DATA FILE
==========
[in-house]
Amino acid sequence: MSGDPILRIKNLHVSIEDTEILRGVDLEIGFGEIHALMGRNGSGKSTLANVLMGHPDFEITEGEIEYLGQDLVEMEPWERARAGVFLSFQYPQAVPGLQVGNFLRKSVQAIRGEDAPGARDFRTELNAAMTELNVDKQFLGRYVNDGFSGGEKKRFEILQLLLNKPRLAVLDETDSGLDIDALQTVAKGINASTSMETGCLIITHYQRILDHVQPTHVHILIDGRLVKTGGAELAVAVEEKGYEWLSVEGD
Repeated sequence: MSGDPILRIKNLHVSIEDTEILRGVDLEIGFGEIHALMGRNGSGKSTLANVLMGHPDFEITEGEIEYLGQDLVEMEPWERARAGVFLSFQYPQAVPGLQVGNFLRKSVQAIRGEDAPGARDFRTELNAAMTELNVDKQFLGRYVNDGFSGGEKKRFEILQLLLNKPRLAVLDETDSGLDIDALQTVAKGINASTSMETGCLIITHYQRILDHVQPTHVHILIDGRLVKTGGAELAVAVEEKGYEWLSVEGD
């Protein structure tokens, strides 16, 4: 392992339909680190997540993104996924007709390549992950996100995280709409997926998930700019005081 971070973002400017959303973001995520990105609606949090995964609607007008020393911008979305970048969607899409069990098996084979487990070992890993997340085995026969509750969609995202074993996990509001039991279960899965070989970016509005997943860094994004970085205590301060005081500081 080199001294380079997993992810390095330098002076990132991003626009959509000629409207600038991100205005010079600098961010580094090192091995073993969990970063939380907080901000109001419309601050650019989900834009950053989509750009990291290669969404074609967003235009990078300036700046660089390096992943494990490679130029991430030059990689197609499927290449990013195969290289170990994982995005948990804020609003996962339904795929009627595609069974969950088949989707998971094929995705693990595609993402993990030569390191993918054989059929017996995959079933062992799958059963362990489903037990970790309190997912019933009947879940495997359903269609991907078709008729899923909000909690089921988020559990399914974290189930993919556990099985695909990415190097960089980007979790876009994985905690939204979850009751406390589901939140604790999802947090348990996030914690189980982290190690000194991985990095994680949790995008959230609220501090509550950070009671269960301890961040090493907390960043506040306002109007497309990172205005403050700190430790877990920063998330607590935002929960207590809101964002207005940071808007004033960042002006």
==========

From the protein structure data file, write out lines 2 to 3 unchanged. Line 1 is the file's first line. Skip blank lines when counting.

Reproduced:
Amino acid sequence: MSGDPILRIKNLHVSIEDTEILRGVDLEIGFGEIHALMGRNGSGKSTLANVLMGHPDFEITEGEIEYLGQDLVEMEPWERARAGVFLSFQYPQAVPGLQVGNFLRKSVQAIRGEDAPGARDFRTELNAAMTELNVDKQFLGRYVNDGFSGGEKKRFEILQLLLNKPRLAVLDETDSGLDIDALQTVAKGINASTSMETGCLIITHYQRILDHVQPTHVHILIDGRLVKTGGAELAVAVEEKGYEWLSVEGD
Repeated sequence: MSGDPILRIKNLHVSIEDTEILRGVDLEIGFGEIHALMGRNGSGKSTLANVLMGHPDFEITEGEIEYLGQDLVEMEPWERARAGVFLSFQYPQAVPGLQVGNFLRKSVQAIRGEDAPGARDFRTELNAAMTELNVDKQFLGRYVNDGFSGGEKKRFEILQLLLNKPRLAVLDETDSGLDIDALQTVAKGINASTSMETGCLIITHYQRILDHVQPTHVHILIDGRLVKTGGAELAVAVEEKGYEWLSVEGD